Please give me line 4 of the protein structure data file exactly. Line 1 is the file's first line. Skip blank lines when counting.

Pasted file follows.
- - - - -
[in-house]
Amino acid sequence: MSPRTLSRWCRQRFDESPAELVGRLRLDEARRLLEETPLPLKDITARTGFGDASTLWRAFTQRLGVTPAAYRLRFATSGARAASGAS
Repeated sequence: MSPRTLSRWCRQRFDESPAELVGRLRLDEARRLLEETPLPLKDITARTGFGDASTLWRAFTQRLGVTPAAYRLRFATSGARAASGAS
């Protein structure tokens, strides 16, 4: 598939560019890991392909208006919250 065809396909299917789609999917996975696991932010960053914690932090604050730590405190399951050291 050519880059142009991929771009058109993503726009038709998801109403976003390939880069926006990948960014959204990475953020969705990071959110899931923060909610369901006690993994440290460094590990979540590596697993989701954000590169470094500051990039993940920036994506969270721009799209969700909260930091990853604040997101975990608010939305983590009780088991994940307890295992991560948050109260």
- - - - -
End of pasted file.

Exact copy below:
């Protein structure tokens, strides 16, 4: 598939560019890991392909208006919250 065809396909299917789609999917996975696991932010960053914690932090604050730590405190399951050291 050519880059142009991929771009058109993503726009038709998801109403976003390939880069926006990948960014959204990475953020969705990071959110899931923060909610369901006690993994440290460094590990979540590596697993989701954000590169470094500051990039993940920036994506969270721009799209969700909260930091990853604040997101975990608010939305983590009780088991994940307890295992991560948050109260």